X

Risk Management Magazine

Search for Articles

Just Because You Can …

Just Because You Can …
DR. PAT LEDUC, PH.D.
Human Factors Directorate
U.S. Army Combat Readiness/Safety Center
Fort Rucker, Ala.


Lately, I have been watching a cyclist on Fort Rucker engage in what I would consider peculiar behavior. He rides a route that leads out a main gate during rush hour on a road that doesn’t have a shoulder, never mind a bike lane. Every day, traffic backs up behind him, drivers dart back and forth over the double-yellow lines trying to see what is blocking the lane and the cyclist keeps pedaling as if he’s completely alone on the road.

Since we have several bicycle enthusiasts here at the U.S. Army Combat Readiness/Safety Center, I asked if they would ride that route at that time of day. I got a resounding, “No!” from all of them. So, my question is, “What is this guy thinking?” While I realize the cyclist is well within his rights to be there — he’s not doing anything illegal or breaking any rules — it just doesn’t make good sense. He is creating a hazardous situation for himself and the people around him with potentially devastating consequences, especially for him.

I’m betting that rider doesn’t know that nearly 700 cyclists are killed, and tens of thousands injured, every year in the U.S., with the majority of those deaths occurring between 4 and 7:59 p.m. I know what you may be thinking, but you’re wrong. These aren’t kids riding their bikes after school who are being hit by cars. Less than 10 percent of bicycle versus motor vehicle accidents involve persons who are 16 and younger. Based on national statistics, the cyclists most likely to be killed in a bicycle/motor vehicle collision are 20- to 40-year-old males. Hello! Over the years, most — if not all — of the people that I have seen leaving post during rush hour on a bicycle fall into this group.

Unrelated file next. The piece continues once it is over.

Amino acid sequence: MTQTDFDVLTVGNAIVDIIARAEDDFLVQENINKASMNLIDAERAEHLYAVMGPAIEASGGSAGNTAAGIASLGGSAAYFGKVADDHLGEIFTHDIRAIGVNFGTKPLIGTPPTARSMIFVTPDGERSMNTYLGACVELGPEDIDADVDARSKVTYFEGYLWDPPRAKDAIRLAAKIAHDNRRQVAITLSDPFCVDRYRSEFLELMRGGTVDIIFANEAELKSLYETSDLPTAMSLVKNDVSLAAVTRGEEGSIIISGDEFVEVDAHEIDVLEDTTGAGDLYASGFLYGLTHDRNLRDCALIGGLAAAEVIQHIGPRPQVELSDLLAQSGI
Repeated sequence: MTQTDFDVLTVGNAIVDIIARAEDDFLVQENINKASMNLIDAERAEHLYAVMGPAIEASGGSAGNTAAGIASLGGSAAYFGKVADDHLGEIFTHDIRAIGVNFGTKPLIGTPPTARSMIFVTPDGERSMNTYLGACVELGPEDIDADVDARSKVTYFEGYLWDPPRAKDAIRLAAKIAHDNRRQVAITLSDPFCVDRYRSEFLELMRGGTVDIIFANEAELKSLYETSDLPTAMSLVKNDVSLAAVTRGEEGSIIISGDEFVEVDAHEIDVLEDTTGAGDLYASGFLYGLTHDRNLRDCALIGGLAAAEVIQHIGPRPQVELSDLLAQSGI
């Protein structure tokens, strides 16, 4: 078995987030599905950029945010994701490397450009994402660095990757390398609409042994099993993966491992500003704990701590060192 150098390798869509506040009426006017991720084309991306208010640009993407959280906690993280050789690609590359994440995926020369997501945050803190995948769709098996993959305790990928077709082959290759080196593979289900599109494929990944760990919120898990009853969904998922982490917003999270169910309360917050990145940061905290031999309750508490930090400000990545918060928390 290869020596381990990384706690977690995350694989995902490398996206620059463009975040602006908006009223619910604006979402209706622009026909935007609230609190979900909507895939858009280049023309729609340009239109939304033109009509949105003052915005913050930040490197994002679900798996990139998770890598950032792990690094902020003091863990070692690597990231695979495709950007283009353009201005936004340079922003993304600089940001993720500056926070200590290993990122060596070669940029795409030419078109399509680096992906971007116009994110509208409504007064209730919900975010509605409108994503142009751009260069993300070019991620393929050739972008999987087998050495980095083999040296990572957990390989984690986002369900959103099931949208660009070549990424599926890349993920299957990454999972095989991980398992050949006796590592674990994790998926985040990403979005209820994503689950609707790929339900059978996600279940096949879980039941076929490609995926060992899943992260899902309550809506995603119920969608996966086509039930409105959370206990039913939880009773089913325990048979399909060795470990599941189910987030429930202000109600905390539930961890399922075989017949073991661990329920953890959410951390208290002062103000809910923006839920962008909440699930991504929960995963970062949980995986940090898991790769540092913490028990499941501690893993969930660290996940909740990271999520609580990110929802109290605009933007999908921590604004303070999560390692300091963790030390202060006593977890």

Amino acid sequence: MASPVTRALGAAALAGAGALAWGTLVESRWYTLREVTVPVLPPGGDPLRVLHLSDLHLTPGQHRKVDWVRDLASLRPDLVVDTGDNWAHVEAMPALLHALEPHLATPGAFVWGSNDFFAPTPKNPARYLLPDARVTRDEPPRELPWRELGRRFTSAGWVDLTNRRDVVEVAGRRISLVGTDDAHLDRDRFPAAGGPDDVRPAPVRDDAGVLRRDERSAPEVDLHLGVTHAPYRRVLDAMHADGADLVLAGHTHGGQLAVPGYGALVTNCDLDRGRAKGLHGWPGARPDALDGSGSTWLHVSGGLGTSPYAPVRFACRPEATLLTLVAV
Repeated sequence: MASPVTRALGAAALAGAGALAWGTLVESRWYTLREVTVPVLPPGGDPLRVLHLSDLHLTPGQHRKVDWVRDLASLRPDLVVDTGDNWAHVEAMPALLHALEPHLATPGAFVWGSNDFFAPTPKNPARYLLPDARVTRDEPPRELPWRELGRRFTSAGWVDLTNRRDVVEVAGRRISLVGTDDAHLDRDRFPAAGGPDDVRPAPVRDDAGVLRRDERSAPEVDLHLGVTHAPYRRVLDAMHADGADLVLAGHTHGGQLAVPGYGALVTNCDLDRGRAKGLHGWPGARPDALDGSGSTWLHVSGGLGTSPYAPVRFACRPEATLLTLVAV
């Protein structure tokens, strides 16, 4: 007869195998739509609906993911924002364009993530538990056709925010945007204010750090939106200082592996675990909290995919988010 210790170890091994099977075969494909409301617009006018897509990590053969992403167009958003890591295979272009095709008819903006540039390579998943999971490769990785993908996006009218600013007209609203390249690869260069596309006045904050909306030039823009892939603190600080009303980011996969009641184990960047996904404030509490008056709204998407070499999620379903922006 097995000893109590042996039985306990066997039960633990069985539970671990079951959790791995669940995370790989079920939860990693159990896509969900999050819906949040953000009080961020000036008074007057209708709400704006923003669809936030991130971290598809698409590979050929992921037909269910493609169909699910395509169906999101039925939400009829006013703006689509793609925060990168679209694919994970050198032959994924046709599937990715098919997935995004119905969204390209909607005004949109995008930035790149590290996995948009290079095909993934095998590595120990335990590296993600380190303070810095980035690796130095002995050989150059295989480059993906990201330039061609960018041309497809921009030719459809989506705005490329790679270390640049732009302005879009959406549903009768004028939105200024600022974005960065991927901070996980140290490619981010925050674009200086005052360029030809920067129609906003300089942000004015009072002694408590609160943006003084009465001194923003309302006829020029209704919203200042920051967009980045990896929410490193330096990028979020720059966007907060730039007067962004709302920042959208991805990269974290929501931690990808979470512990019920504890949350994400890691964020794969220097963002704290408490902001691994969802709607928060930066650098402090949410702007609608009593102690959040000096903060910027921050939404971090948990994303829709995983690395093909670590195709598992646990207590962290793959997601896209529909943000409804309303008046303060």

Over the past decade, more than 200 bicycle accidents have been reported to the USACR/Safety Center. The National Highway Traffic Safety Administration estimates that only 10 percent of all bicycle accidents are reported. So, for the sake of argument, if our reporting rate is similar, that means we’ve actually had closer to 200 bicycle accidents each year for 10 years rather than 200 total for the decade.

Pouring through accident reports day after day, I’ve begun to notice a just-because-I-can mindset creeping into more and more of them. We have had Soldiers killed, permanently paralyzed or left comatose while doing something reckless, just because they could. I am not sure if we are an Army becoming indifferent to risk, or if, like the civilian sector, we are adopting a sense of entitlement — a sense that we can do what we want, when we want.

Sure, motor vehicles and bicycles have to share the road, but cyclists should remember that not all drivers are focused and attentive, especially at rush hour. Everyone who works on or near a military installation, large factory or school zone knows what time traffic gets a bit crazy. If, as a cyclist, you just have to get on the road during rush hour, you should at least maximize your visibility to drivers by wearing fluorescent or brightly colored clothing. And you should never get on a bicycle without putting on a helmet first.

I am not suggesting riders put hooks in the garage and hang up their bicycles for good. I am asking, however, that cyclists reevaluate the risks of riding on main traffic routes at certain times of the day. Just because you can doesn’t always mean you should. Engage your brain.

  • 1 January 2014
  • Author: Army Safety
  • Number of views: 6227
  • Comments: 0
Print